Use of alternative techniques of hysterectomy in Ohio, 1988-1994.N Engl J Med. 1996 Aug 15; 335(7):483-9.NEJM
Laparoscopically assisted vaginal hysterectomy has been promoted as a substitute for both abdominal and vaginal hysterectomy, with claimed benefits of lower costs, shorter hospital stays, and quicker postoperative recovery.
Using computerized hospital-discharge data for 1988-1994 from 180 hospitals in Ohio, we analyzed rates of abdominal, vaginal, and laparoscopically assisted vaginal hysterectomy and their association with characteristics of patients, complications, in-hospital mortality, and hospital charges.
The annual age-adjusted rate of hysterectomy fell 10 percent, from 4.53 per 1000 female state residents in 1988 to 4.07 per 1000 in 1994 (P<0.001). In 1988, 1.1. percent of all hysterectomies were performed by the laparoscopically assisted vaginal technique; this proportion increased to 9.2 percent in 1993 and declined to 7.5 percent in 1994. For gynecologic conditions other than cancer or pregnancy, women undergoing laparoscopically assisted vaginal hysterectomy as compared with one of the other techniques were more likely to have commercial insurance and to have their surgery at an urban hospital for diagnoses related to pain, endometriosis, or pelvic inflammatory disease. With abdominal and laparoscopically assisted vaginal hysterectomy, the complication rates were similar and were higher than those with vaginal hysterectomy. In-hospital mortality was similar for vaginal and laparoscopically assisted vaginal hysterectomy and was lower than for abdominal hysterectomy. Median hospital charges were $8,108 for laparoscopically assisted vaginal hysterectomy, $5,723 for abdominal hysterectomy, and $5,049 for vaginal hysterectomy.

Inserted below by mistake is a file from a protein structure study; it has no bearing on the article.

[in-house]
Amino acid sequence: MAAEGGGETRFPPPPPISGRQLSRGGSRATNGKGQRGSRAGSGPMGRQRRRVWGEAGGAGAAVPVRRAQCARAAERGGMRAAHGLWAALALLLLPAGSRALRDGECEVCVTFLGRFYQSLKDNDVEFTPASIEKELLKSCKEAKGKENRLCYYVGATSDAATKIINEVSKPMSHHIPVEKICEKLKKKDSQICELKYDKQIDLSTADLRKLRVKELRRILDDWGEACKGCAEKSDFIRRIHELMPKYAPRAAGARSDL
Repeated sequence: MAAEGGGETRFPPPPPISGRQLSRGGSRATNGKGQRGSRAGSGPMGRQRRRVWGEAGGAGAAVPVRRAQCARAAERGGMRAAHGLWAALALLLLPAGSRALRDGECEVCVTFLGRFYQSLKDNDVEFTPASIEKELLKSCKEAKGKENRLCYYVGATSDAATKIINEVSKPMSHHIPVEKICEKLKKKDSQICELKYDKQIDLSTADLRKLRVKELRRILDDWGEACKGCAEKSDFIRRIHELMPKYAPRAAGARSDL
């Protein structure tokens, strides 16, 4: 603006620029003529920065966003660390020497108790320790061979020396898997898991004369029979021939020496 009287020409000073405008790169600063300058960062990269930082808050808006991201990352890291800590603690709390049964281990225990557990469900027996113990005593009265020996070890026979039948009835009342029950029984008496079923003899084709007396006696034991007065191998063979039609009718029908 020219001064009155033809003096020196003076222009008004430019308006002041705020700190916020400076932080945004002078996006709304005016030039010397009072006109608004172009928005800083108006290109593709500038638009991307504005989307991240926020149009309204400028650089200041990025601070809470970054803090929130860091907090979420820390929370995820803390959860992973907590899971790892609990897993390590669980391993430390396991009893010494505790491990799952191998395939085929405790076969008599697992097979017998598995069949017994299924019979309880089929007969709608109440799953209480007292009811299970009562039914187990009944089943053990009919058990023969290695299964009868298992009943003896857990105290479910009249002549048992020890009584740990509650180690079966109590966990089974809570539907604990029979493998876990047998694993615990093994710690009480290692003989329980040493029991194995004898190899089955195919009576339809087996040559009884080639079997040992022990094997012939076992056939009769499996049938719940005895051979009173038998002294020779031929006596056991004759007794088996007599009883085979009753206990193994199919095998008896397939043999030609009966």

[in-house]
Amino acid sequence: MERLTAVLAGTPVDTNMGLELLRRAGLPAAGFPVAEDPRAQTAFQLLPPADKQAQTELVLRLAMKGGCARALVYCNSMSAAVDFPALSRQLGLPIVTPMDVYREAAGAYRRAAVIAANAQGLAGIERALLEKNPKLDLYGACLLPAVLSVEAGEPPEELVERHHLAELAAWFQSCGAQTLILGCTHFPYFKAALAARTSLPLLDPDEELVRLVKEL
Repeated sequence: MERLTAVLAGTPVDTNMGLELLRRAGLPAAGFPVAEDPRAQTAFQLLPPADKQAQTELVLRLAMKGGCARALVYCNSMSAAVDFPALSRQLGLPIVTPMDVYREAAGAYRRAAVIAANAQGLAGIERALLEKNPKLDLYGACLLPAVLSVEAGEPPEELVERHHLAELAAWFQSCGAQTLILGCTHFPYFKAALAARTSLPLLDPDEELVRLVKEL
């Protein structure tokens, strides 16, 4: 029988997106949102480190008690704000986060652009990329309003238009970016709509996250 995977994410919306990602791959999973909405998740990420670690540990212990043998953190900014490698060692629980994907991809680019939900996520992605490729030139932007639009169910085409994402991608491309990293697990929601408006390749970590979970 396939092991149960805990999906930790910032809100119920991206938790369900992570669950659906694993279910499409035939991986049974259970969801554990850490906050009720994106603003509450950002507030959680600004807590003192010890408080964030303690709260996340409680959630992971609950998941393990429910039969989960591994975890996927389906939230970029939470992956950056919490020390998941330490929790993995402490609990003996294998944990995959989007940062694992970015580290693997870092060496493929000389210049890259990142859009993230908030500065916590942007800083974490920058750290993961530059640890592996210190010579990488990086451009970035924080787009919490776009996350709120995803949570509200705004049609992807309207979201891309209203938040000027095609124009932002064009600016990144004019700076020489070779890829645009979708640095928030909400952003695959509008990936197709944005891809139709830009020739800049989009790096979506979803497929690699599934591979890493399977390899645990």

The rate of hysterectomy in Ohio decreased from 1988 to 1994, as laparoscopically assisted vaginal hysterectomy became more common. Laparoscopically assisted vaginal hysterectomy was associated with higher hospital charges than the other techniques.